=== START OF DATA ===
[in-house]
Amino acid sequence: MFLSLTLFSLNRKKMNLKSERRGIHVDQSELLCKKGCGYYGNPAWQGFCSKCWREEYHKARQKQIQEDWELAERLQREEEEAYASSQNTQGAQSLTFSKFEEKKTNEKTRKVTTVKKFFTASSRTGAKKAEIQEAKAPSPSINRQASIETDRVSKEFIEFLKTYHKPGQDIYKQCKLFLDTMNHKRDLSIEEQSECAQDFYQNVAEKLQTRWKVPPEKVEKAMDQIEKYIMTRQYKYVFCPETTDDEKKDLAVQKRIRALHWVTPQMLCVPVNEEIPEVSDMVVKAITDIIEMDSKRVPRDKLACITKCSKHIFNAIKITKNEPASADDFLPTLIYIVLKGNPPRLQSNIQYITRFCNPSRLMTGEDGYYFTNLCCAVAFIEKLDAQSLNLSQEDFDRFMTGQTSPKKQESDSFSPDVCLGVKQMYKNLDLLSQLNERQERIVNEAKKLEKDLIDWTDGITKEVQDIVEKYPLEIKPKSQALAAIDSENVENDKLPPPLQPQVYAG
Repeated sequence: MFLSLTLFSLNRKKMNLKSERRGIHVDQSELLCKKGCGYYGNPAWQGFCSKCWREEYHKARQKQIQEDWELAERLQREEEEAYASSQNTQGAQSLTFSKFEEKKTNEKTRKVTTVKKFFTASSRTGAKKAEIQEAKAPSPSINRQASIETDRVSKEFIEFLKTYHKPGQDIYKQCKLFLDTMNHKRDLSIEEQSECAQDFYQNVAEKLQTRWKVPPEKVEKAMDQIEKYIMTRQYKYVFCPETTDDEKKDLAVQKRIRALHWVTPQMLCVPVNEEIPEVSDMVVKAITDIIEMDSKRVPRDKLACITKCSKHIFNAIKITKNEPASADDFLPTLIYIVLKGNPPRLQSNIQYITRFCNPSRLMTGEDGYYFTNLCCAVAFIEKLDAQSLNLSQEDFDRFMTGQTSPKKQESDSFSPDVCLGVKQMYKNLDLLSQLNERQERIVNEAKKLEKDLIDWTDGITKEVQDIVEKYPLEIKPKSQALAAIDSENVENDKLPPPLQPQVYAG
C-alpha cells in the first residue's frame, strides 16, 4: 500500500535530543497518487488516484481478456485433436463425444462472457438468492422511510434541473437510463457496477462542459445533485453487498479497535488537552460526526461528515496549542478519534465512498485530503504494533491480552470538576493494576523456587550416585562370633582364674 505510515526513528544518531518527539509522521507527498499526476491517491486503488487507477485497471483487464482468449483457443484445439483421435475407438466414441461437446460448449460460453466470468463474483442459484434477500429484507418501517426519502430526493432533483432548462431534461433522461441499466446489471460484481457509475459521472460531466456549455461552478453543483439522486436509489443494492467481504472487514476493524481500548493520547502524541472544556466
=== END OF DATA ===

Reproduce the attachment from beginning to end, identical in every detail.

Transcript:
[in-house]
Amino acid sequence: MFLSLTLFSLNRKKMNLKSERRGIHVDQSELLCKKGCGYYGNPAWQGFCSKCWREEYHKARQKQIQEDWELAERLQREEEEAYASSQNTQGAQSLTFSKFEEKKTNEKTRKVTTVKKFFTASSRTGAKKAEIQEAKAPSPSINRQASIETDRVSKEFIEFLKTYHKPGQDIYKQCKLFLDTMNHKRDLSIEEQSECAQDFYQNVAEKLQTRWKVPPEKVEKAMDQIEKYIMTRQYKYVFCPETTDDEKKDLAVQKRIRALHWVTPQMLCVPVNEEIPEVSDMVVKAITDIIEMDSKRVPRDKLACITKCSKHIFNAIKITKNEPASADDFLPTLIYIVLKGNPPRLQSNIQYITRFCNPSRLMTGEDGYYFTNLCCAVAFIEKLDAQSLNLSQEDFDRFMTGQTSPKKQESDSFSPDVCLGVKQMYKNLDLLSQLNERQERIVNEAKKLEKDLIDWTDGITKEVQDIVEKYPLEIKPKSQALAAIDSENVENDKLPPPLQPQVYAG
Repeated sequence: MFLSLTLFSLNRKKMNLKSERRGIHVDQSELLCKKGCGYYGNPAWQGFCSKCWREEYHKARQKQIQEDWELAERLQREEEEAYASSQNTQGAQSLTFSKFEEKKTNEKTRKVTTVKKFFTASSRTGAKKAEIQEAKAPSPSINRQASIETDRVSKEFIEFLKTYHKPGQDIYKQCKLFLDTMNHKRDLSIEEQSECAQDFYQNVAEKLQTRWKVPPEKVEKAMDQIEKYIMTRQYKYVFCPETTDDEKKDLAVQKRIRALHWVTPQMLCVPVNEEIPEVSDMVVKAITDIIEMDSKRVPRDKLACITKCSKHIFNAIKITKNEPASADDFLPTLIYIVLKGNPPRLQSNIQYITRFCNPSRLMTGEDGYYFTNLCCAVAFIEKLDAQSLNLSQEDFDRFMTGQTSPKKQESDSFSPDVCLGVKQMYKNLDLLSQLNERQERIVNEAKKLEKDLIDWTDGITKEVQDIVEKYPLEIKPKSQALAAIDSENVENDKLPPPLQPQVYAG
C-alpha cells in the first residue's frame, strides 16, 4: 500500500535530543497518487488516484481478456485433436463425444462472457438468492422511510434541473437510463457496477462542459445533485453487498479497535488537552460526526461528515496549542478519534465512498485530503504494533491480552470538576493494576523456587550416585562370633582364674 505510515526513528544518531518527539509522521507527498499526476491517491486503488487507477485497471483487464482468449483457443484445439483421435475407438466414441461437446460448449460460453466470468463474483442459484434477500429484507418501517426519502430526493432533483432548462431534461433522461441499466446489471460484481457509475459521472460531466456549455461552478453543483439522486436509489443494492467481504472487514476493524481500548493520547502524541472544556466